Plodding around Plovdiv…

…doesn’t take much time. The town is not so big, and there’s really not all that much to see. I took in all the main sights within about three hours, and that was taking it slowly. There are some churches, some museums, some ruins, some old fortress walls, a mosque, an ancient Roman amphitheatre…and that’s basically everything. Here’s some pictures.

One thing I learned is that McDonald’s in Bulgaria has a special menu for the homeless:

…just kidding. It actually says ‘Novo’ or ‘new’, but I couldn’t resist. Even knowing what it said, it still made me giggle a little. Especially given it’s just toast and cheese.

My favourite place in Plovdiv was actually a restaurant, the name of which I’d forgotten. It was a two minute walk from the hostel with good service, good prices, an English menu with pictures and lamb shasliks that were simply to die for. I went there twice, and would happily return for another oversized meal of delicious tender lamb with a hearty shopska salad. The only thing I found disturbing was that the menu had more offal dishes than dishes made with actual meat. I’ve tried various organs [accidentally in Cambodia two years ago…it wasn’t what I meant when I ordered chicken] and can honestly say that I found them absolutely revolting. You couldn’t pay me to eat liver or lungs or heart or kidneys or anything other than ‘proper’ meat again. You could, however, entice me to take a few pictures of some of the offensive menu items.

Mainly because looking at them again made me giggle…albeit in a nauseated fashion. I know that most of the world eats these parts of animals, but I’m happy to stick to my conservative tastes when it comes to bits of dead things I’ll eat! Call me fussy.


9 responses to “Plodding around Plovdiv…

  1. The photos are breathtakingly beautiful—especially as I haven’t been there.Yay for the HOBO’s of this world.Had me fooled for a moment.Ro.x

  2. You made me laugh all the way through this post! For a tiny town, you took some great photos. Loved the first six or so especially, and hey – a normal looking church again 🙂 And the token street art/graffiti too. How hilarious – the HOBO. I actually thought you were serious for a second as I can read the menu item and I thought – “oh, is toasted cheese sandwich really cheap if you’re homeless?” haha! On a final note, I am totally up for trying all of the innards – tripe, liver, brain. Mum’s fault! Or maybe I watch too much Andrew Zimmern. GREAT post :))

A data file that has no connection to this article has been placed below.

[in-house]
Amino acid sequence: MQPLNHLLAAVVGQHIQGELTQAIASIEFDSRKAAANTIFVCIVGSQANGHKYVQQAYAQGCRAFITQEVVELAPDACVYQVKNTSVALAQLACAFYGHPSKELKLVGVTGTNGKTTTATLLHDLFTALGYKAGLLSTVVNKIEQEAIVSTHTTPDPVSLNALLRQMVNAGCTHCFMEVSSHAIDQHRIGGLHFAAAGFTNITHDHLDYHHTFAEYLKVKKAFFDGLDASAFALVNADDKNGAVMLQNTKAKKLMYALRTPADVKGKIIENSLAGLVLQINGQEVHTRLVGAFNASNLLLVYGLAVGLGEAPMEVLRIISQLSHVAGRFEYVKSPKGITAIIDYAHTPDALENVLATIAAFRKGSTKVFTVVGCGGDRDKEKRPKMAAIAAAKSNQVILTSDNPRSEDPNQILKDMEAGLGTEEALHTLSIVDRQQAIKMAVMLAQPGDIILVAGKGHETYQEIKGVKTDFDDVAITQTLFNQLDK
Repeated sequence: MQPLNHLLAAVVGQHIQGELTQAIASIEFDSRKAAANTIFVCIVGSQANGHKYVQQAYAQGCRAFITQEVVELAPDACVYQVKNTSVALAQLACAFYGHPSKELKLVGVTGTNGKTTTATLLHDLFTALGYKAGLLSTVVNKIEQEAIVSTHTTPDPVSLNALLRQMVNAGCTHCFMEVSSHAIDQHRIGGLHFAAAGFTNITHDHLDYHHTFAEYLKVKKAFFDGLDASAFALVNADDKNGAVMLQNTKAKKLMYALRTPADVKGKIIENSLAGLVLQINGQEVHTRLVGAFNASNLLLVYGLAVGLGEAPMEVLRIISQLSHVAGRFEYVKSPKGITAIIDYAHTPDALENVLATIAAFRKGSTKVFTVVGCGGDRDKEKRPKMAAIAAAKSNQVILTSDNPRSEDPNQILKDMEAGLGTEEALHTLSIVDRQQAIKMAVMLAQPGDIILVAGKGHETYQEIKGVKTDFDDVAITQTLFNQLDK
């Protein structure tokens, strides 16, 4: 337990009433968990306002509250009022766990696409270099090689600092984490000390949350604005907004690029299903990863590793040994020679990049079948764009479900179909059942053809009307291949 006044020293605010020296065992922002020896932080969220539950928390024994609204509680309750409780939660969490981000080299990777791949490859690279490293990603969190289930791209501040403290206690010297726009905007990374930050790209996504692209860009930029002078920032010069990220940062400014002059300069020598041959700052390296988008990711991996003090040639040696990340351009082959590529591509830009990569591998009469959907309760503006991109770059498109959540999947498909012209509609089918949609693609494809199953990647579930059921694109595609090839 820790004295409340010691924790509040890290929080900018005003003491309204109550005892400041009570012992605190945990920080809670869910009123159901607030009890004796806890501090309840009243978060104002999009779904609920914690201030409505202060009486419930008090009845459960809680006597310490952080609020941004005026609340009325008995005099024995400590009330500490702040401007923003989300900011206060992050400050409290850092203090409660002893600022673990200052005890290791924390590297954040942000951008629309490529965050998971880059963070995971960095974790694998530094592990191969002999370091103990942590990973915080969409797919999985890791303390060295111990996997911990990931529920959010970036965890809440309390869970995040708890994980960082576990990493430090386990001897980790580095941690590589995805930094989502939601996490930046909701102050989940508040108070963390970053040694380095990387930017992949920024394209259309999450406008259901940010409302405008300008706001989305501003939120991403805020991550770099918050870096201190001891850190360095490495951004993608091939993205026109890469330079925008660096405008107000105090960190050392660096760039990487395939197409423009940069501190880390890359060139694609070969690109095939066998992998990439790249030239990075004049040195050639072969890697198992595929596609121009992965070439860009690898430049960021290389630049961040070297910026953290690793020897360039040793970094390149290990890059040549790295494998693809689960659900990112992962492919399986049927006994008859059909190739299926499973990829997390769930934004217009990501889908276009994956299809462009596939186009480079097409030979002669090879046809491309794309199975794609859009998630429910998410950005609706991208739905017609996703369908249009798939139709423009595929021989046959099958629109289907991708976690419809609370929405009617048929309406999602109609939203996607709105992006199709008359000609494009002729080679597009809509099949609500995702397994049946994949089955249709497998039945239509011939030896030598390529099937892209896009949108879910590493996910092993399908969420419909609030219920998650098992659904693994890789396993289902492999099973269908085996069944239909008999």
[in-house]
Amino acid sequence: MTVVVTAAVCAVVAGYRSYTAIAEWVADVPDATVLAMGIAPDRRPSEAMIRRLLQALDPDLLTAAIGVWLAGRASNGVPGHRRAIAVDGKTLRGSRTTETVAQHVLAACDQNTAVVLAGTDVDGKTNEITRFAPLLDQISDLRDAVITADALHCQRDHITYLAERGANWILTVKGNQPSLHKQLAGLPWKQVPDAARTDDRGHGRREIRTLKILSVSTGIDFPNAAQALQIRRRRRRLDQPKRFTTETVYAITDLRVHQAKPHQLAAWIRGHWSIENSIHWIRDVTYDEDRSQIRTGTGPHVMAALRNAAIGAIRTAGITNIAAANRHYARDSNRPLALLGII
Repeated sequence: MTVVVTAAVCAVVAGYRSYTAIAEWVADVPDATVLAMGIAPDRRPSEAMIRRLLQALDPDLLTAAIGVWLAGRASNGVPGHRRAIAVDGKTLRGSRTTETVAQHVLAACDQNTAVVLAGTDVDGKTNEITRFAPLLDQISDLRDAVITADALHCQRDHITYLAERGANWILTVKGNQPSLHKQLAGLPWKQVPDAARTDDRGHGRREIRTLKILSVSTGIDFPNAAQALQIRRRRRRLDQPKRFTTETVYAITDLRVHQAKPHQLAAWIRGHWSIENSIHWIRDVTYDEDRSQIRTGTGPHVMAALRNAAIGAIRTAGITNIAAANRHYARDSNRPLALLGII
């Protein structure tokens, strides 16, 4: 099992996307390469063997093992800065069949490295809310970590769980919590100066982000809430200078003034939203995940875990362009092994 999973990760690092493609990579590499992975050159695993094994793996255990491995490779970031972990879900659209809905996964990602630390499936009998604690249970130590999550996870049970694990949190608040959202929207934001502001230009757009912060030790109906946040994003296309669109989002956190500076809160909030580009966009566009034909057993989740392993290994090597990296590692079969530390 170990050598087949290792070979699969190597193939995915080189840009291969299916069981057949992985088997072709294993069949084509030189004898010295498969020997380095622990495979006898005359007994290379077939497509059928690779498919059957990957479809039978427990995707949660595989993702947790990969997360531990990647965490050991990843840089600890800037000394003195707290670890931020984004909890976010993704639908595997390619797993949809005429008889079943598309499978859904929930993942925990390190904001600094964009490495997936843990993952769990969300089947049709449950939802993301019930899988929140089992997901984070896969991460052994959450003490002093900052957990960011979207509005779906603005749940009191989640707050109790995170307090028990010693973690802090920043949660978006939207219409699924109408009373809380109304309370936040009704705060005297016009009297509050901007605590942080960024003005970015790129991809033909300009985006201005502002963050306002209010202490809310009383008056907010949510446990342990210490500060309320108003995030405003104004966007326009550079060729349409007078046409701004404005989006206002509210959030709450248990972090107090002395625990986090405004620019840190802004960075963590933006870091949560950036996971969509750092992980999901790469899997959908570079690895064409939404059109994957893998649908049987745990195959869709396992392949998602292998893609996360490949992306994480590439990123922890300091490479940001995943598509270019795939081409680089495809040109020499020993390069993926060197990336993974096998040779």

• Thanks! It was quite a pretty town. And you know I just can’t help getting some graffiti in there somehow! I haven’t tried tripe – and in Romania they’re in love with tripe soup. Sounds terrible to me. I don’t think I could bear eating brains. Something about eating the organ controlling everything, particularly thoughts and feelings, weirds me out. Even if the most the animal ever thought was ‘hey that grass over there looks tasty’ and ‘why does no one ever come back from that building?’

      • Even your reply to my comment is funny! Like I said, i blame my mum for introducing me to innards. She said that growing up in China, fried lambs brains and noodles was her favourite dish. Given that, she made it for me (and my brothers and sisters) so that we could experience a little bit of her childhood. And it wasn’t bad. And hey, Mario Batali prides himself on ‘peasant’ dishes, and charges well for them too. Bone marrow at his restaurant, Pizzeria Mozza in LA, cost $15 or so (I used to get bone marrow for free from the local butcher to feed my dog!) Such is the world today. (I dare you to eat something foreign and blog about it!) Keep up the great posts.

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